A French court has found low cost airline Easyjet guilty of discriminating against disabled passengers, slamming the budget carrier with a Euro 70,000 (GBP 54,000) fine.
Charges brought on Easyjet referred to three separate incidents involving three wheelchair bound passengers denied boarding. The three separate cases took place between 2008 and 2009.
French Prosecutor Abdelkrim Grini, was quoted by RFI saying Easyjet operates "a commercial policy which consists of squeezing running costs to the maximum and, if a discriminatory policy is necessary for that, too bad."
The prosecutor refers to “turnaround” times, the time needed by ground handlers for loading, unloading, and servicing an aircraft. Shorter turnarounds significantly increase airlines’ profits.
Easyjet countered prosecutors' thesis, saying they simply observe EU laws. "Handicapped passengers must be able to put on oxygen masks and lifebelts and fasten and unfasten seat belts, understand emergency instructions and deplane without assistance," an Easy Jet official told the court.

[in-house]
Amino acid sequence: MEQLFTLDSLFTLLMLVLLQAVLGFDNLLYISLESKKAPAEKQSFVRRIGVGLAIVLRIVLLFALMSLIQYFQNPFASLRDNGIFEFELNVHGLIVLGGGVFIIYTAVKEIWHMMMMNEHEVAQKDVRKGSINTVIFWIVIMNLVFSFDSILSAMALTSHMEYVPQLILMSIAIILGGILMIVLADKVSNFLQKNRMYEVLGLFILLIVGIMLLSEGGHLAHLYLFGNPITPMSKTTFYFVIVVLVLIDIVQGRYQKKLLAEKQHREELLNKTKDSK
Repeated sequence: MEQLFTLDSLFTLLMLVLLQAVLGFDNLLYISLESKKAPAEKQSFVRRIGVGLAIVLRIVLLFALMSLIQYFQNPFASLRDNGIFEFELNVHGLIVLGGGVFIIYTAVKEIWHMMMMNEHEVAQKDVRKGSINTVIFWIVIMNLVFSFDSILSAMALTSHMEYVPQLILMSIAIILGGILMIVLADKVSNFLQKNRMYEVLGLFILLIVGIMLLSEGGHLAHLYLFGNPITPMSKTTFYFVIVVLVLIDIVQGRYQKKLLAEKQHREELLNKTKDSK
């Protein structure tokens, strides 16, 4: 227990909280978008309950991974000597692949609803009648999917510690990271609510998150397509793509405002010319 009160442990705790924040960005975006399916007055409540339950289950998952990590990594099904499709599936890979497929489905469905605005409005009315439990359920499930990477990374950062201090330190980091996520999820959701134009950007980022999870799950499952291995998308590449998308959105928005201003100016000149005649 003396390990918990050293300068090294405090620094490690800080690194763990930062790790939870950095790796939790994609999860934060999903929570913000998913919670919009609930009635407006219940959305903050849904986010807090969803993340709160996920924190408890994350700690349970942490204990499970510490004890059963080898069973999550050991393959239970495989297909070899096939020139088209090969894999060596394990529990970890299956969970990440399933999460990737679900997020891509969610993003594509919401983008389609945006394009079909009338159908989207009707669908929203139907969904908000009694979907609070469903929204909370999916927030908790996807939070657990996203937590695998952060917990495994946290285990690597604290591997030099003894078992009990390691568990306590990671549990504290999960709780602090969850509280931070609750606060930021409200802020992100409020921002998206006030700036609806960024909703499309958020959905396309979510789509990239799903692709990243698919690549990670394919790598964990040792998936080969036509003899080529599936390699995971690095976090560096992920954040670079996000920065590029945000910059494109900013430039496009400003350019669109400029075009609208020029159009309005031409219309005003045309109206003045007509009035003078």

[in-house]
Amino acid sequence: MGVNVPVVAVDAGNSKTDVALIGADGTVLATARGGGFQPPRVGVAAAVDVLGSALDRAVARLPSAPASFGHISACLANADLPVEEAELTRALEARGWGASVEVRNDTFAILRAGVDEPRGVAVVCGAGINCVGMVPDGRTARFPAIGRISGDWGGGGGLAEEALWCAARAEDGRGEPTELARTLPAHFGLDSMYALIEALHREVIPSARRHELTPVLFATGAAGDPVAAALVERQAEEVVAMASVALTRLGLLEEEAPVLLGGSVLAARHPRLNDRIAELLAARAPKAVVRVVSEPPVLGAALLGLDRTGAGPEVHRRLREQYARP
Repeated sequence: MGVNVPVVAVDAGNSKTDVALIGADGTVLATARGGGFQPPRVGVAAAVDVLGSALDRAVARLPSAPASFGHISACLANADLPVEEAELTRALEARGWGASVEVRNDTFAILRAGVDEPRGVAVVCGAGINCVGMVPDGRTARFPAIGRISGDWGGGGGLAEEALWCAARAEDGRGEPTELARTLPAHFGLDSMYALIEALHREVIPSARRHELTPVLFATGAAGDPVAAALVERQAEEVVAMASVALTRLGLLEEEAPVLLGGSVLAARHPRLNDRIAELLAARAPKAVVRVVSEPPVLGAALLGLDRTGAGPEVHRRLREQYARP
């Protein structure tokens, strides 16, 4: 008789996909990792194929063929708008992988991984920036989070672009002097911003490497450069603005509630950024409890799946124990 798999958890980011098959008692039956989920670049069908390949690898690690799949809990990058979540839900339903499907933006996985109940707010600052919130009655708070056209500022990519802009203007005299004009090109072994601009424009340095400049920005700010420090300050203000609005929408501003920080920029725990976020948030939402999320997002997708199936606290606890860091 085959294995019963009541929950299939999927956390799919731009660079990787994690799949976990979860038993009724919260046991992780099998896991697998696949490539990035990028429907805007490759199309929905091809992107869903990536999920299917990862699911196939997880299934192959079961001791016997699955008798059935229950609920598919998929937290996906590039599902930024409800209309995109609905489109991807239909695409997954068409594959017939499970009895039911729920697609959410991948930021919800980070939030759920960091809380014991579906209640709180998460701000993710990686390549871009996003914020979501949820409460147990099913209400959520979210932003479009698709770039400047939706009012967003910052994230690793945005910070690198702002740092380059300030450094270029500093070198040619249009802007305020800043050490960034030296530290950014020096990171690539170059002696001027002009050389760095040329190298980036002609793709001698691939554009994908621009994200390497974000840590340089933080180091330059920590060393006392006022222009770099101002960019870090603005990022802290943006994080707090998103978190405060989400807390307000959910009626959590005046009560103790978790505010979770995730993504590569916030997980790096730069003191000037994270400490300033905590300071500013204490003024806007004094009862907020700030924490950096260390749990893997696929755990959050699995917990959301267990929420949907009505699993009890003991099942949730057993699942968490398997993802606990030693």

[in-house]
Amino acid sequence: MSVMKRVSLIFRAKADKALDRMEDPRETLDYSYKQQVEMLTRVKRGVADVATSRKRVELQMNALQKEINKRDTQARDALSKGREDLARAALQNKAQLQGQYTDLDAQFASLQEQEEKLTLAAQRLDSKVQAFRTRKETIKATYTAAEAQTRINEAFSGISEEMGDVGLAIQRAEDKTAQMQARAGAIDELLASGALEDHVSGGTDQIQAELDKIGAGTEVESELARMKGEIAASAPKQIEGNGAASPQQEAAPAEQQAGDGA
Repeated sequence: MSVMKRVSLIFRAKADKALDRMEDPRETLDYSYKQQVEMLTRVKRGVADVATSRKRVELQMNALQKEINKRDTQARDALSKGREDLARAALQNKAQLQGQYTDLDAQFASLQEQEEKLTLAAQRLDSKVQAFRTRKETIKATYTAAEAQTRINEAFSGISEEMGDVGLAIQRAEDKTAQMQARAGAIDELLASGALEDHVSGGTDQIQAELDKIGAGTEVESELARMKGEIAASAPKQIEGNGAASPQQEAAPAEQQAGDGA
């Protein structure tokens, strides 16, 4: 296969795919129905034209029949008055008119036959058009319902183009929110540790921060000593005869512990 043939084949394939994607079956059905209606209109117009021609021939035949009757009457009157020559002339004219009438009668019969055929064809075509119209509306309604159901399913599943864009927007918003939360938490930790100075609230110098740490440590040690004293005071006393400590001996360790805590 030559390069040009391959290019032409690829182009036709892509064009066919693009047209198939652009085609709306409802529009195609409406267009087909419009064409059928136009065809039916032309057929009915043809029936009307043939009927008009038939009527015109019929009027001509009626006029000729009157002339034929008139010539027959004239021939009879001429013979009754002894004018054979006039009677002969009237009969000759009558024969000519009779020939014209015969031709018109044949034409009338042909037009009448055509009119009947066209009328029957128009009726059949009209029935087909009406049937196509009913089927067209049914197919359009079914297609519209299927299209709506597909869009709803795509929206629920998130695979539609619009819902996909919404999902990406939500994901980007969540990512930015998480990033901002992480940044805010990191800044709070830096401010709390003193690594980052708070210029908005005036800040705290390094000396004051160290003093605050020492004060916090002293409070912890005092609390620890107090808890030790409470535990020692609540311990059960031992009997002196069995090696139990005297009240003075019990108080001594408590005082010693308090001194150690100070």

However, one of the plaintiffs, Mr Giammartini, testified he had travelled on some airlines without restrictions or limitations.
The court found Easyjet guilty of discriminating against disabled passengers, fining the budget airline for Euro 70,000 (GBP 54,000).
Another court case involving Easyjet will be heard in French courts starting March 2012.
Easyjet is not new to controversy involving disabled passengers. In August 2011, six elderly disabled were left at the gate at Edinburgh Airport. The UK CAA is investigating the incident. More recently, Easyjet denied boarding to a visually impaired passenger at Gatwick Airport. Mrs Joanna Jones was denied boarding because she was not in possess of printed documents related to her guide dog.